Julian Pushkin, owner of a Baltimore actuarial firm and a passionate pianist who nearly lost his hands to a shotgun blast, died of cancer June 12 at St. Joseph Medical Center. He was 82.
Mr. Pushkin was born in Baltimore and came from a family of musicians. His Russian grandfather played in the czar's royal orchestra, and his father played drums for the Baltimore Municipal Band and timpani in the Baltimore Symphony Orchestra. As a child, Mr. Pushkin also wanted to take up the drums, but his father encouraged him to study piano.
"He told my father to be a pianist," said his son Dr. Gary Pushkin of Guilford, "because a drummer takes an hour to set up before each show, but a pianist walks in with his hands in his pockets."
Mr. Pushkin attended City College as part of a music program and later transferred to Forest Park High School, from which he graduated in 1945. While in high school, he formed the Julian Pushkin Orchestra, a traveling big band group that played gigs in clubs in Baltimore and Ocean City. He met Celeste Amernick at a dance, and the two married in 1947.
Before World War II broke out, Mr. Pushkin studied under Gustav Strube, the first conductor of the Baltimore Symphony Orchestra and a professor at the Peabody Institute. Grube was German-born and after their lessons, he and Mr. Pushkin would go to a pub in Mount Royal where German immigrants congregated as tensions mounted between the United States and Germany. "For a Jewish kid, it was kind of interesting," said Gary Pushkin.
During the war, Mr. Pushkin continued to play music professionally and worked as a chemist for Revere Copper and Brass. In the 1950s, he opened several businesses, including a pawnshop on Pennsylvania Avenue and a bar named Club 2300 on West Baltimore Street. He opened another club in Baltimore's Brooklyn neighborhood, and it was there that he almost lost his hands.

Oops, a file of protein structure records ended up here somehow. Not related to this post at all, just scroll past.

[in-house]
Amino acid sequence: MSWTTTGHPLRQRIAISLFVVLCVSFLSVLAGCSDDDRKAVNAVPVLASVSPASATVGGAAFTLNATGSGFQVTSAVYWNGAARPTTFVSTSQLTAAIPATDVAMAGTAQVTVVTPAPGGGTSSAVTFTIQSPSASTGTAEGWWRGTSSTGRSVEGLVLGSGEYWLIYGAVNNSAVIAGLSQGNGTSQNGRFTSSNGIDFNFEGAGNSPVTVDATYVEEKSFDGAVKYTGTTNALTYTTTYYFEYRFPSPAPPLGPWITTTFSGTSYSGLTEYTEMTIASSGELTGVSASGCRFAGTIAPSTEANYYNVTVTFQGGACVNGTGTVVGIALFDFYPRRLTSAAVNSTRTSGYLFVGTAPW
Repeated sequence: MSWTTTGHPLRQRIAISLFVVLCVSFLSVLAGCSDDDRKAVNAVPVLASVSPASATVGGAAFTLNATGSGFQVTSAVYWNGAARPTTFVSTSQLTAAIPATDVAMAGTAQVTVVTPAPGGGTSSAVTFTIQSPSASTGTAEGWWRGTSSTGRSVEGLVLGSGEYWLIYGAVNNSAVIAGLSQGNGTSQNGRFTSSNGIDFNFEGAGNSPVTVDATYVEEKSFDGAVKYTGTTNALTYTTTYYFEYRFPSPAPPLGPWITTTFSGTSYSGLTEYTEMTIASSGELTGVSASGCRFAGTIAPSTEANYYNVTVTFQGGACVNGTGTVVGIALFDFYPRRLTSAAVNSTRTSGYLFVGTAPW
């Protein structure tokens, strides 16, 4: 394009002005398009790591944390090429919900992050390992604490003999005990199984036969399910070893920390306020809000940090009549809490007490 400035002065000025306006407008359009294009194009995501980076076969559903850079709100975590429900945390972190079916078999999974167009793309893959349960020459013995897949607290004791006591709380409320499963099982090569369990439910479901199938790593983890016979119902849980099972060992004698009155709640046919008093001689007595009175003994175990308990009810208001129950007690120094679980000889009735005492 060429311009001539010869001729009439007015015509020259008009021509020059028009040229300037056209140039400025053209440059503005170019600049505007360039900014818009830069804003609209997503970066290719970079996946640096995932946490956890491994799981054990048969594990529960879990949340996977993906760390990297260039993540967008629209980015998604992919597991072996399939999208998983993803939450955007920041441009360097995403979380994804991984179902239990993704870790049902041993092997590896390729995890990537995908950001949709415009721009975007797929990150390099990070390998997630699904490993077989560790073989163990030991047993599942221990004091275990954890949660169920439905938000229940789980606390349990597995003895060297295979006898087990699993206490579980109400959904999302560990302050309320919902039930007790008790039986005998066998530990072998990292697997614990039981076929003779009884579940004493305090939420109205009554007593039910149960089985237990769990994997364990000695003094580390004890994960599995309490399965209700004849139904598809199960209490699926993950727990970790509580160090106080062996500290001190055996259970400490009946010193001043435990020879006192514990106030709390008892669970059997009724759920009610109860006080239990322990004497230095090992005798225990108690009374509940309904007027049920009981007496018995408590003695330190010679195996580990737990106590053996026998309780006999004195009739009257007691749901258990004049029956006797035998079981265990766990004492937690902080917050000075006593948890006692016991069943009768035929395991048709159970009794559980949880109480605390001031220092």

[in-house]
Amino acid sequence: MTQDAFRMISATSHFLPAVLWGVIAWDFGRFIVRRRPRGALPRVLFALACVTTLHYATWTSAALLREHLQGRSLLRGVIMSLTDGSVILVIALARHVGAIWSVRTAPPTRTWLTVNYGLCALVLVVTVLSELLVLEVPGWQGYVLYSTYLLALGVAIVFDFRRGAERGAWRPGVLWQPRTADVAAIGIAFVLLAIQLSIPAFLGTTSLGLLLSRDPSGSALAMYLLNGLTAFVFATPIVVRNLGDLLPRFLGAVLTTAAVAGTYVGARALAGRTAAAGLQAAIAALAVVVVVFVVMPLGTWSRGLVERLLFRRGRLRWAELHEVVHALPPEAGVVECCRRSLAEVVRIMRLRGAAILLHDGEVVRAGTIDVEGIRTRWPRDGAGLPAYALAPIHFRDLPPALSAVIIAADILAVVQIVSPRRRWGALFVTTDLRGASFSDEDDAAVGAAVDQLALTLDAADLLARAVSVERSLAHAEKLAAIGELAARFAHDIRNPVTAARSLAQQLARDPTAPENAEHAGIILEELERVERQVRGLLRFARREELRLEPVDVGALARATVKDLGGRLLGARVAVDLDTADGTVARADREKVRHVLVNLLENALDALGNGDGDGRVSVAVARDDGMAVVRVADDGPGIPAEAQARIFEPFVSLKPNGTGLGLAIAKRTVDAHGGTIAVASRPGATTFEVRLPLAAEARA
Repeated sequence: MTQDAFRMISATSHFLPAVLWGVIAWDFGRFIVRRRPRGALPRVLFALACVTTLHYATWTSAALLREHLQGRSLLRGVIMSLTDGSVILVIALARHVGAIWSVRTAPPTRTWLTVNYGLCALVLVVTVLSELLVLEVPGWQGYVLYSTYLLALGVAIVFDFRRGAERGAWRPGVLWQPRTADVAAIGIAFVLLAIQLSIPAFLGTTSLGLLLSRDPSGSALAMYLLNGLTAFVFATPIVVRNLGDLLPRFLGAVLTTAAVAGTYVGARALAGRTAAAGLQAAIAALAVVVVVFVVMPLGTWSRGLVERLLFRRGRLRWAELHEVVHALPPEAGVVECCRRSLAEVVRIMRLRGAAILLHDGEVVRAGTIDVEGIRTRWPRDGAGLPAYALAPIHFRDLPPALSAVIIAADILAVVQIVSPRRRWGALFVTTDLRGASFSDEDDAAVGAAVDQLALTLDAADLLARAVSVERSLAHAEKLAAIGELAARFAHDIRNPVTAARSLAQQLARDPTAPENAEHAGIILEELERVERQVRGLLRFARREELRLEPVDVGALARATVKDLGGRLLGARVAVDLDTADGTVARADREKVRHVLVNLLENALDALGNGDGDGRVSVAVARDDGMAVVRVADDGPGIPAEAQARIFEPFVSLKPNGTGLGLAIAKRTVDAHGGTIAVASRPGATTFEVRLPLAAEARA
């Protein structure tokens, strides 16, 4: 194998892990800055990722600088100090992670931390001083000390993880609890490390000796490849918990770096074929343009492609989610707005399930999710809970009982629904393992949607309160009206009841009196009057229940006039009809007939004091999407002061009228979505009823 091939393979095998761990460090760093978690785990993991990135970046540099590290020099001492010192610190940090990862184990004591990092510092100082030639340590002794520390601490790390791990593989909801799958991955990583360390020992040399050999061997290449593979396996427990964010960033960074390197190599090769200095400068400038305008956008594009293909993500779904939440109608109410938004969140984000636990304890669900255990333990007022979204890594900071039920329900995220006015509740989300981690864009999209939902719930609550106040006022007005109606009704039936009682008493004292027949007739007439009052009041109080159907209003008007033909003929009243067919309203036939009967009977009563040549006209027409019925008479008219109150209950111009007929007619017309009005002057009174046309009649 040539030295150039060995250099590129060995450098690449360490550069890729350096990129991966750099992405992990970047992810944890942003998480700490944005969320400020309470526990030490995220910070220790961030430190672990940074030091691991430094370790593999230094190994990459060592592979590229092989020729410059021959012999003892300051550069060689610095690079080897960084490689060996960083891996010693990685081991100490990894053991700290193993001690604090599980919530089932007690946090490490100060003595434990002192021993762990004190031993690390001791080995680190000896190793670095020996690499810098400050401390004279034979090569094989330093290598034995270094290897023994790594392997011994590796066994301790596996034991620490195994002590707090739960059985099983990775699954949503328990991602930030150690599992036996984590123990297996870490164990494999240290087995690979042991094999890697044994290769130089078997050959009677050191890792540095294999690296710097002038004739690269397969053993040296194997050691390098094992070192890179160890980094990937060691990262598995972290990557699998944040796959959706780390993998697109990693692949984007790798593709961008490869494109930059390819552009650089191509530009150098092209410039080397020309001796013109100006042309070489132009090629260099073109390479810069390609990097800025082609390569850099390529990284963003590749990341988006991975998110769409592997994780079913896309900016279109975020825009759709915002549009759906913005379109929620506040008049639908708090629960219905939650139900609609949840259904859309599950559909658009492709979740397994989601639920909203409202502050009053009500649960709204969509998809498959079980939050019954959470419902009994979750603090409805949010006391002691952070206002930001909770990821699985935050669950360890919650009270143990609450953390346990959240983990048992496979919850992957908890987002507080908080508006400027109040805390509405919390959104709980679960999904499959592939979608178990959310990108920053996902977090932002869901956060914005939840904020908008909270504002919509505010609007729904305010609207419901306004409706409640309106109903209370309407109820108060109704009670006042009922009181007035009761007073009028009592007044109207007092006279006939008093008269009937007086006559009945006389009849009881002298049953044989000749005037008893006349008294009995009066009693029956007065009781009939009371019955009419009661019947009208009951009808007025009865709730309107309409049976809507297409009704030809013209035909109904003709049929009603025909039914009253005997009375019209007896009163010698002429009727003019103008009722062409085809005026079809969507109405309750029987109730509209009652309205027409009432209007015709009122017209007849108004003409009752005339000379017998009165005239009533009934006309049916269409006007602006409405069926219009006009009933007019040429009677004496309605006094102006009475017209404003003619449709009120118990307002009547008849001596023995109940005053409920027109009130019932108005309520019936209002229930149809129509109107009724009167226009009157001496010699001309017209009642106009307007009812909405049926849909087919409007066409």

As his son recalls the story, a man came into the bar one day in 1959 carrying a sawed-off shotgun, furious that his girlfriend was cheating on him with one of Mr. Pushkin's employees. In the melee that ensued, the man shot Mr. Pushkin, severely injuring both his hands.
Doctors at Bon Secours Hospital wanted to amputate both Mr. Pushkin's hands, but Dr. Raymond Curtis at Union Memorial Hospital, one of the world's foremost hand surgeons, was able to save Mr. Pushkin's musically endowed digits.
"They operated on him, and he played music his whole life," said Dr. Pushkin, who became an orthopedic surgeon after hearing how the doctors saved his father's hands. "I thought long and hard about becoming a hand surgeon."
After the shooting, Mr. Pushkin took a job as a salesman for New England Mutual Life Insurance. He later worked for Pension Planners of Baltimore, one of the first pension-planning companies in the country.
In 1979, he opened an actuarial firm, Pushkin and Pushkin, in Timonium with his other son, Mark Pushkin of Cross Keys. The company specializes in the design and administration of pension plans.
He was a member of the Suburban Club, the Center Club and Temple Oak Shalom.
In addition to playing the piano every day, Mr. Pushkin enjoyed reading and crosswords. "He was a very elegant man," said Mark Pushkin. "Even though he didn't go to college, he was very educated. He was a collector of books, and he read several newspapers every day."
A memorial service was held yesterday afternoon at Sol Levinson & Brothers funeral home in Pikesville.
In addition to his wife and sons, he is survived by a daughter, Laurie Vanderwoude of Philadelphia; and six grandchildren.